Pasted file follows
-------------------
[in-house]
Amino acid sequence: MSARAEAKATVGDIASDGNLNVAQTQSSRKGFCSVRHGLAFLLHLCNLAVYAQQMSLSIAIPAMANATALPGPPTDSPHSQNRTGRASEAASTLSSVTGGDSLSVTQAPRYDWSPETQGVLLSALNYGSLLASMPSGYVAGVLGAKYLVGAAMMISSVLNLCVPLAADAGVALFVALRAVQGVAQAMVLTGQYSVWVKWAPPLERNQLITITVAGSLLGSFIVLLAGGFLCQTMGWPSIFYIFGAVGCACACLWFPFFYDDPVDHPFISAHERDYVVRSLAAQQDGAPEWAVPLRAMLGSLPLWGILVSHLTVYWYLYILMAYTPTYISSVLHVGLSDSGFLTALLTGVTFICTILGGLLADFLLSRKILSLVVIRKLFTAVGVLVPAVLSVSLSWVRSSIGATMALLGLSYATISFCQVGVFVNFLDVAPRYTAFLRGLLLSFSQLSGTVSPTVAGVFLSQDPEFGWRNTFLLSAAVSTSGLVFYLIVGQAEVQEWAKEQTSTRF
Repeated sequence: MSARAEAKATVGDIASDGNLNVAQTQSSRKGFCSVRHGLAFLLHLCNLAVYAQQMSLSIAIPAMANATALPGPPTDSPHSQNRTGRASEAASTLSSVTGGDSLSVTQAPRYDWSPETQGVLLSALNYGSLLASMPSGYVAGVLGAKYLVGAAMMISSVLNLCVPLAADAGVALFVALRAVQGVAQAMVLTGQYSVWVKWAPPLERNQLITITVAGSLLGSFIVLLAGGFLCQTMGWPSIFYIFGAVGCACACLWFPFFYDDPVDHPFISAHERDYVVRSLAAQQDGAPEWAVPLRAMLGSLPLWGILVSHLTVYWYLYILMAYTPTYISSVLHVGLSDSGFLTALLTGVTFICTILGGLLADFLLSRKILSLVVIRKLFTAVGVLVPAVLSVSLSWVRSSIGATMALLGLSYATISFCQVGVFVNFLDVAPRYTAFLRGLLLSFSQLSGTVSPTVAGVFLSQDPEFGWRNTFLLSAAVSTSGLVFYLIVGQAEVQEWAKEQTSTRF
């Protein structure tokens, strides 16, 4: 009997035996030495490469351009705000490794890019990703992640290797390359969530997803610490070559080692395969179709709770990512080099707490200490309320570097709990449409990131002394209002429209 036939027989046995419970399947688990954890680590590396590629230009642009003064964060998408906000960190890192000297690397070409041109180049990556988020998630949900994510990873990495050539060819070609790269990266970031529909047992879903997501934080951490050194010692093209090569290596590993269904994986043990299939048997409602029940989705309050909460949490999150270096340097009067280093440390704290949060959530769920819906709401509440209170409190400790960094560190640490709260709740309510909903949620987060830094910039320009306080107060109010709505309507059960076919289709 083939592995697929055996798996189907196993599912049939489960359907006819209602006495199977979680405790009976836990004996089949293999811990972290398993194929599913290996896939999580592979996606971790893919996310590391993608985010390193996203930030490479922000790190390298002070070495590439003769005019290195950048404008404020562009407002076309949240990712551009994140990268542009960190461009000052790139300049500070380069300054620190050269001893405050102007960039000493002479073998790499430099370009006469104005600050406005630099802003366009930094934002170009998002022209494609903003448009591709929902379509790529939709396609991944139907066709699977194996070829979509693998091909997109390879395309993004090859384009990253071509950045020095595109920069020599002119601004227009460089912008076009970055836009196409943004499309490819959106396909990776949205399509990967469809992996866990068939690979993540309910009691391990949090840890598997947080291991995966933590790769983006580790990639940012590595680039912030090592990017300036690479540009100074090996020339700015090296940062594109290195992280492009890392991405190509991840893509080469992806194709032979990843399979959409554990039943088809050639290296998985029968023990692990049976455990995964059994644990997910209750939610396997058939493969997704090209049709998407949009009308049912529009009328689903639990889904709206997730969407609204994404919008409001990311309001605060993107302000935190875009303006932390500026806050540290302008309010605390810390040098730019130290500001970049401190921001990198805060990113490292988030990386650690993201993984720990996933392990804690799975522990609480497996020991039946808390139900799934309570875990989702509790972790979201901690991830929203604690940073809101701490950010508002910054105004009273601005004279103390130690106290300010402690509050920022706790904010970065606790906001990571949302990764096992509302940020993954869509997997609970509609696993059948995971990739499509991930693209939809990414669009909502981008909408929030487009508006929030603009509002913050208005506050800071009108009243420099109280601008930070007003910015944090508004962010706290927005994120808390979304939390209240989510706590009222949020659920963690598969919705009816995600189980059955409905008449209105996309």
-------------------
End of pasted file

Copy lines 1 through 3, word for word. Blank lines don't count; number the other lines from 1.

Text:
[in-house]
Amino acid sequence: MSARAEAKATVGDIASDGNLNVAQTQSSRKGFCSVRHGLAFLLHLCNLAVYAQQMSLSIAIPAMANATALPGPPTDSPHSQNRTGRASEAASTLSSVTGGDSLSVTQAPRYDWSPETQGVLLSALNYGSLLASMPSGYVAGVLGAKYLVGAAMMISSVLNLCVPLAADAGVALFVALRAVQGVAQAMVLTGQYSVWVKWAPPLERNQLITITVAGSLLGSFIVLLAGGFLCQTMGWPSIFYIFGAVGCACACLWFPFFYDDPVDHPFISAHERDYVVRSLAAQQDGAPEWAVPLRAMLGSLPLWGILVSHLTVYWYLYILMAYTPTYISSVLHVGLSDSGFLTALLTGVTFICTILGGLLADFLLSRKILSLVVIRKLFTAVGVLVPAVLSVSLSWVRSSIGATMALLGLSYATISFCQVGVFVNFLDVAPRYTAFLRGLLLSFSQLSGTVSPTVAGVFLSQDPEFGWRNTFLLSAAVSTSGLVFYLIVGQAEVQEWAKEQTSTRF
Repeated sequence: MSARAEAKATVGDIASDGNLNVAQTQSSRKGFCSVRHGLAFLLHLCNLAVYAQQMSLSIAIPAMANATALPGPPTDSPHSQNRTGRASEAASTLSSVTGGDSLSVTQAPRYDWSPETQGVLLSALNYGSLLASMPSGYVAGVLGAKYLVGAAMMISSVLNLCVPLAADAGVALFVALRAVQGVAQAMVLTGQYSVWVKWAPPLERNQLITITVAGSLLGSFIVLLAGGFLCQTMGWPSIFYIFGAVGCACACLWFPFFYDDPVDHPFISAHERDYVVRSLAAQQDGAPEWAVPLRAMLGSLPLWGILVSHLTVYWYLYILMAYTPTYISSVLHVGLSDSGFLTALLTGVTFICTILGGLLADFLLSRKILSLVVIRKLFTAVGVLVPAVLSVSLSWVRSSIGATMALLGLSYATISFCQVGVFVNFLDVAPRYTAFLRGLLLSFSQLSGTVSPTVAGVFLSQDPEFGWRNTFLLSAAVSTSGLVFYLIVGQAEVQEWAKEQTSTRF